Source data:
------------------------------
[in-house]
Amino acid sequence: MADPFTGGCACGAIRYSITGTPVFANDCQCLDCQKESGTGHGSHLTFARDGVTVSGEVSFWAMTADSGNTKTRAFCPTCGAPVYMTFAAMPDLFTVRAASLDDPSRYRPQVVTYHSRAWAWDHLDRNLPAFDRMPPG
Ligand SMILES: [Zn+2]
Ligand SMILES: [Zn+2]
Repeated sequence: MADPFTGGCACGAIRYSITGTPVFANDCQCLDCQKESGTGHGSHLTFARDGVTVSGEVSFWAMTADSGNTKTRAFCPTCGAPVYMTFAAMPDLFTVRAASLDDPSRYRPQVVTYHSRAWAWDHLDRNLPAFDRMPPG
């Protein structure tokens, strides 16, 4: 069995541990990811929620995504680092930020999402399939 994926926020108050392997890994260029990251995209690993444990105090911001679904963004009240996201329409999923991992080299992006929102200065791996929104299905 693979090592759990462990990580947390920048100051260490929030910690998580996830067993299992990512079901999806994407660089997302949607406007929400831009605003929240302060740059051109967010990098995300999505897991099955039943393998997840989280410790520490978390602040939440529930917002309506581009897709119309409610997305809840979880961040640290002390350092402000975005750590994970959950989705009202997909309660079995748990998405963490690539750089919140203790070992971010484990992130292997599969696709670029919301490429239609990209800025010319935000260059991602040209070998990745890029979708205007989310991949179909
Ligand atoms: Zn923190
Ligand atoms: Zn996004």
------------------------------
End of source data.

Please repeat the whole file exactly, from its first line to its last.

[in-house]
Amino acid sequence: MADPFTGGCACGAIRYSITGTPVFANDCQCLDCQKESGTGHGSHLTFARDGVTVSGEVSFWAMTADSGNTKTRAFCPTCGAPVYMTFAAMPDLFTVRAASLDDPSRYRPQVVTYHSRAWAWDHLDRNLPAFDRMPPG
Ligand SMILES: [Zn+2]
Ligand SMILES: [Zn+2]
Repeated sequence: MADPFTGGCACGAIRYSITGTPVFANDCQCLDCQKESGTGHGSHLTFARDGVTVSGEVSFWAMTADSGNTKTRAFCPTCGAPVYMTFAAMPDLFTVRAASLDDPSRYRPQVVTYHSRAWAWDHLDRNLPAFDRMPPG
């Protein structure tokens, strides 16, 4: 069995541990990811929620995504680092930020999402399939 994926926020108050392997890994260029990251995209690993444990105090911001679904963004009240996201329409999923991992080299992006929102200065791996929104299905 693979090592759990462990990580947390920048100051260490929030910690998580996830067993299992990512079901999806994407660089997302949607406007929400831009605003929240302060740059051109967010990098995300999505897991099955039943393998997840989280410790520490978390602040939440529930917002309506581009897709119309409610997305809840979880961040640290002390350092402000975005750590994970959950989705009202997909309660079995748990998405963490690539750089919140203790070992971010484990992130292997599969696709670029919301490429239609990209800025010319935000260059991602040209070998990745890029979708205007989310991949179909
Ligand atoms: Zn923190
Ligand atoms: Zn996004």